In this courtroom sketch, Meng Wanzhou, right, the chief financial officer of Huawei Technologies, sits beside a translator during a bail hearing at British Columbia Supreme Court in Vancouver, on Friday, Dec. 7, 2018. Meng faces extradition to the U.S. on charges of trying to evade U.S. sanctions on Iran. She appeared in a Vancouver court Friday to seek bail. (Jane Wolsak/The Canadian Press via AP)

B.C. suspends Chinese portion of Asian forestry trade mission due to Huawei arrest

Huawei’s chief financial officer Meng Wanzhou was detained at the request of U.S. in Vancouver

The province is delaying the Chinese portion of its Forestry Asia Trade Mission after a top executive of the country’s Chinese tech giant Huawei was detained in Vancouver.

In a Sunday morning statement, Jobs, Trade and Technology Minister Bruce Ralston said the province would be suspending the China leg of its mission due to an “international judicial process underway relating to a senior official at Huawei Technologies Co.”

Huawei’s chief financial officer Meng Wanzhou was detained at the request of U.S. officials while transferring flights in Vancouver on Dec. 1.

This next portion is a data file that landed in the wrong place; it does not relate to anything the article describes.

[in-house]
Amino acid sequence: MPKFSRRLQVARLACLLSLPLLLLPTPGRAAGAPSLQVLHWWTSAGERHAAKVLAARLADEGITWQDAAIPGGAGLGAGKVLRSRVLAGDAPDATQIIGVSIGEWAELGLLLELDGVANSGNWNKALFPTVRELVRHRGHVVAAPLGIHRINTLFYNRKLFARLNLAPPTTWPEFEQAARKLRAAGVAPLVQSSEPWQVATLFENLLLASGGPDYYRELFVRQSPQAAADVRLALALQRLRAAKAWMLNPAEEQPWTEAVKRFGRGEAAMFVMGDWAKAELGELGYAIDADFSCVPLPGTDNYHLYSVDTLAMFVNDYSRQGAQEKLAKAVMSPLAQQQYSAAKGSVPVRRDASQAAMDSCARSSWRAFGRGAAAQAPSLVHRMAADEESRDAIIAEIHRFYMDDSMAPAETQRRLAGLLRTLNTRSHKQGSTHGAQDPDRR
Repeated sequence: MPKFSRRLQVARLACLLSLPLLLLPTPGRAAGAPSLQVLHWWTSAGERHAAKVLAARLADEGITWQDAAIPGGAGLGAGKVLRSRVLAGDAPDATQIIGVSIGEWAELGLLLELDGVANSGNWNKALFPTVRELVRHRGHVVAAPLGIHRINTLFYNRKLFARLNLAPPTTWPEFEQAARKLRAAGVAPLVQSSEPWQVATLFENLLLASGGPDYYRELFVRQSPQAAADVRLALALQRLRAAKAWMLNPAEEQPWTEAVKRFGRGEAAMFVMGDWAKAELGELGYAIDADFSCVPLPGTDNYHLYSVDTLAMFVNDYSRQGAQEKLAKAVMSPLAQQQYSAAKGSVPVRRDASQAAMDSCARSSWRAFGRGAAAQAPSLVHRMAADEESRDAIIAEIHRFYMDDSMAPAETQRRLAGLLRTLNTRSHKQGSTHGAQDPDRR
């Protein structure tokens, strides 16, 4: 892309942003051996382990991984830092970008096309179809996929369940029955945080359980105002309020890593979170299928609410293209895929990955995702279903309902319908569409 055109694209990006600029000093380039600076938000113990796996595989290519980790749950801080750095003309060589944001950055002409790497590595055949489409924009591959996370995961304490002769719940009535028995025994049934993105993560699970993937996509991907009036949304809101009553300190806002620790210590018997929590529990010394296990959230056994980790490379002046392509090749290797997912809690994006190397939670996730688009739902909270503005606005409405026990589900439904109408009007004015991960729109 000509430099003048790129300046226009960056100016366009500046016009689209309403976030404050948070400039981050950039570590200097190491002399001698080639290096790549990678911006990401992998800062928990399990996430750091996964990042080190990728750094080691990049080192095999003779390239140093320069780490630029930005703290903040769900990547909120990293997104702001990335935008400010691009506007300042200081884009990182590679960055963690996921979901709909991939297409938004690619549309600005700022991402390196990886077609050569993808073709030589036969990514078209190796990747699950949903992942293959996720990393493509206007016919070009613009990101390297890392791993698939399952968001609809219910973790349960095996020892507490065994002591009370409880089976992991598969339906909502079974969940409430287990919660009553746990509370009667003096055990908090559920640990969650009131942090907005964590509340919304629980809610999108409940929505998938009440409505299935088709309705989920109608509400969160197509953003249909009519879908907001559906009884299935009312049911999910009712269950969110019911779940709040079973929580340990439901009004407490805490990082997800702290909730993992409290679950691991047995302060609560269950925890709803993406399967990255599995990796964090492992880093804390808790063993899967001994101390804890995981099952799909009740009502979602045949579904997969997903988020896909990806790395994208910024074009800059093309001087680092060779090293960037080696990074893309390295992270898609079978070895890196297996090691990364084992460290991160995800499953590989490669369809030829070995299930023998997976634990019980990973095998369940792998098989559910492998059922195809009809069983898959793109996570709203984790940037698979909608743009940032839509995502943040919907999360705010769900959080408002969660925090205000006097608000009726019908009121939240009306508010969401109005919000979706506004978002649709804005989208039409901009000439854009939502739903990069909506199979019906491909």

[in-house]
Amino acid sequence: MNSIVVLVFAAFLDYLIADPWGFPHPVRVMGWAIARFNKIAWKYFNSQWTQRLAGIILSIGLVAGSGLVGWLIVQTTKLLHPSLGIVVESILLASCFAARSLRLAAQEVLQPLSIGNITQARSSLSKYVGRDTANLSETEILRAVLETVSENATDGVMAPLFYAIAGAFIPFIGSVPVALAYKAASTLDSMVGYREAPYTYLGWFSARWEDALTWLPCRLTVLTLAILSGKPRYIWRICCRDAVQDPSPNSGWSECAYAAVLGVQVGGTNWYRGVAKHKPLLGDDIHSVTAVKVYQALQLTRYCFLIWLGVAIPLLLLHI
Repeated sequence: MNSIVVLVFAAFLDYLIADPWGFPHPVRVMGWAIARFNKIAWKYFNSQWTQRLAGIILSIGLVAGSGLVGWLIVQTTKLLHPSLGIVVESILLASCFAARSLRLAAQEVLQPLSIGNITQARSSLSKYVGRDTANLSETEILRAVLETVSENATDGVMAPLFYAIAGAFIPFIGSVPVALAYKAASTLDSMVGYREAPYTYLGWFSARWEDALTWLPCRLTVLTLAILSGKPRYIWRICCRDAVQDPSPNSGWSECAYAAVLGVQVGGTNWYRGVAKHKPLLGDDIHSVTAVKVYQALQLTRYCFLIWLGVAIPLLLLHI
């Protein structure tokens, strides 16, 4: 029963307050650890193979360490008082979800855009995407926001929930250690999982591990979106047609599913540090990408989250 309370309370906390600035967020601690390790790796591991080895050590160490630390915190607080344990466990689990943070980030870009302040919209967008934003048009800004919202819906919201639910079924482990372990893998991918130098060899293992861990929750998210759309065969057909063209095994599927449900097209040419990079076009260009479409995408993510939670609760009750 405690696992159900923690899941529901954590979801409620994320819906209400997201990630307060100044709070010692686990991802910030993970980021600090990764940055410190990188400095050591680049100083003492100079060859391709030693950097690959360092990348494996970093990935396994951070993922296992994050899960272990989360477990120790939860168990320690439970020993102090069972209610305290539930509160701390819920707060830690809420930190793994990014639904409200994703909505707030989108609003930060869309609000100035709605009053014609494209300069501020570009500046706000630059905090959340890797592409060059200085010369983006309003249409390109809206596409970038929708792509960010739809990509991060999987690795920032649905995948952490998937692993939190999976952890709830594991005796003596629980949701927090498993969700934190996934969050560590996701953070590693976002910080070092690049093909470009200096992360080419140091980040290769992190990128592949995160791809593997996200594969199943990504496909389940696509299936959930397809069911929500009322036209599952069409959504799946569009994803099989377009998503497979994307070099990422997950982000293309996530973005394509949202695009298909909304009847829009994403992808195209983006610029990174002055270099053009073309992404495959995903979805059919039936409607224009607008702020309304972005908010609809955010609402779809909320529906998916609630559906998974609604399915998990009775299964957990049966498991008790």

She is reportedly suspected of trying to evade U.S. trade curbs on Iran.

READ MORE: Chinese telecom executive accused of fraud over Iran sanctions in United States

In his statement, Ralston said that B.C. “values its strong trade relationship with China, one based on mutual respect and close economic and cultural ties that have been established over many decades.”

Chinese Vice Foreign Minister Le Yucheng called Meng’s detention a “severe violation” of her “legitimate rights and interests.”

“Such a move ignores the law and is unreasonable, unconscionable, and vile in nature,” Le said in the statement.

“China strongly urges the Canadian side to immediately release the detained Huawei executive … or face grave consequences that the Canadian side should be held accountable for,” Le said.

The forestry trade mission is now scheduled to return to B.C. on Dec. 11, in lieu of heading to China.

– with files from The Canadian Press


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